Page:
Former ministers join DUP backbench rebellion but fail to halt fast-tracked legislation
TWO former DUP ministers were among a dozen of the party's MLAs who yesterday failed to vote for controversial legislation giving individual executive ministers more power.
But the unprecedented rebellion by up to half the DUP's Stormont representatives failed to halt the Executive Committee (Functions) Bill, which will become law once it gets royal ascent.
Misgivings about the legislation have been raised by Richard Bullick, a former senior DUP special adviser, who claimed it ran contrary to measures the the party had secured in the St Andrews Agreement which prevented ministers making 'solo runs'.
Mr Bullick, who now works for Belfast-based public affairs company MCE, described the bill on Twitter as a "policy U-turn" that had the "potential to destroy the party’s political credibility".
The Ulster Unionists had sought to delay the bill's fast-tracked passage on Monday but yesterday it was voted through the assembly by 58 votes to 13.
However, 11 DUP MLAs voted in both lobbies, effectively abstaining, while former speaker Robin Newton and East Derry MLA Maurice Bradley refused to allow their votes to be cast by proxy. South Down MLA Jim Wells, who had the DUP whip withdrawn in 2018, voted against the legislation, meaning half the party's 28 MLAs opposed the bill.
Among those who rebelled and refused to take the whip were former Stormont ministers Mervyn Storey and Michelle McIlveen, highlighting a split between the party's back and front benches.
There was no comment on the vote's outcome from DUP headquarters last night.
Ulster Unionist leader Steve Aiken, whose party is alone in the executive in opposing the bill's accelerated passage, said it was "poor and badly thought out legislation" that "could haunt us for many years to come".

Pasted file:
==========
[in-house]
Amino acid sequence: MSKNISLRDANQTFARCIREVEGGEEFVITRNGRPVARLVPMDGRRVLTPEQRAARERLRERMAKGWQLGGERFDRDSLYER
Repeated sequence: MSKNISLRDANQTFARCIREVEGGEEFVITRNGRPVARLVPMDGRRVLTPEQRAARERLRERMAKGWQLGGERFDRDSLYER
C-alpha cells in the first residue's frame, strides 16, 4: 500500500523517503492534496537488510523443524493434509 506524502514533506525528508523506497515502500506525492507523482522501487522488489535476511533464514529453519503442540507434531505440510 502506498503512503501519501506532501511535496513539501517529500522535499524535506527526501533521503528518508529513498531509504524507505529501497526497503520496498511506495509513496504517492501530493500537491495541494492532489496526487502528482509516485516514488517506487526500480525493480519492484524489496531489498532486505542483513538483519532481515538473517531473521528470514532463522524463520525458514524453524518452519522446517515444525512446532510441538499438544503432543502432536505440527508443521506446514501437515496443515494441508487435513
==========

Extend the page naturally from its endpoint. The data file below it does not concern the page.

He said junior ministers speaking on behalf of the bill in the absence of First Minister Arlene Foster and Deputy First Minister Michelle O'Neill had conceded during yesterday's debate that no changes in planning powers, which this bill is designed to enhance, can be enacted until Stormont's revised ministerial code is brought before the Assembly in either the autumn or later.
"(It) shows that not only was there ample time to give this bill proper consideration, but also that the flaws highlighted in this process re-emphasise that no lessons have been learnt since RHI," Mr Aiken said.
“While we did not manage to defeat the bill, the fact that some DUP MLAs chose to abstain in person shows the considerable disquiet that there is across much of the assembly in this process."
People Before Profit MLA Gerry Carroll said the executive had been "given the green light to strip back accountability".
"We are clear – this is an attack on accountability and the ramifications could be very damaging," the West Belfast representative said.